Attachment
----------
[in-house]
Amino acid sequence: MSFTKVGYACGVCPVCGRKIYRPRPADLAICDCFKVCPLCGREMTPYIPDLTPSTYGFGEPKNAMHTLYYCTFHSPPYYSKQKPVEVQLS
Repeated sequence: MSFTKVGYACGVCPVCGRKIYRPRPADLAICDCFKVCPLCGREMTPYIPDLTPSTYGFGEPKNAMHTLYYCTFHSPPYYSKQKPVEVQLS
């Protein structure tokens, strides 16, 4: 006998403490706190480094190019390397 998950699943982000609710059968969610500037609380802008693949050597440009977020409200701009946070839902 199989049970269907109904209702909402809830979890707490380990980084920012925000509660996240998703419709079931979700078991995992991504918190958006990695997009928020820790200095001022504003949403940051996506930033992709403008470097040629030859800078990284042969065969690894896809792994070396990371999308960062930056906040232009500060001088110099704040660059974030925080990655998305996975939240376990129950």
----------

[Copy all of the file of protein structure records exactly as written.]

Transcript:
[in-house]
Amino acid sequence: MSFTKVGYACGVCPVCGRKIYRPRPADLAICDCFKVCPLCGREMTPYIPDLTPSTYGFGEPKNAMHTLYYCTFHSPPYYSKQKPVEVQLS
Repeated sequence: MSFTKVGYACGVCPVCGRKIYRPRPADLAICDCFKVCPLCGREMTPYIPDLTPSTYGFGEPKNAMHTLYYCTFHSPPYYSKQKPVEVQLS
């Protein structure tokens, strides 16, 4: 006998403490706190480094190019390397 998950699943982000609710059968969610500037609380802008693949050597440009977020409200701009946070839902 199989049970269907109904209702909402809830979890707490380990980084920012925000509660996240998703419709079931979700078991995992991504918190958006990695997009928020820790200095001022504003949403940051996506930033992709403008470097040629030859800078990284042969065969690894896809792994070396990371999308960062930056906040232009500060001088110099704040660059974030925080990655998305996975939240376990129950």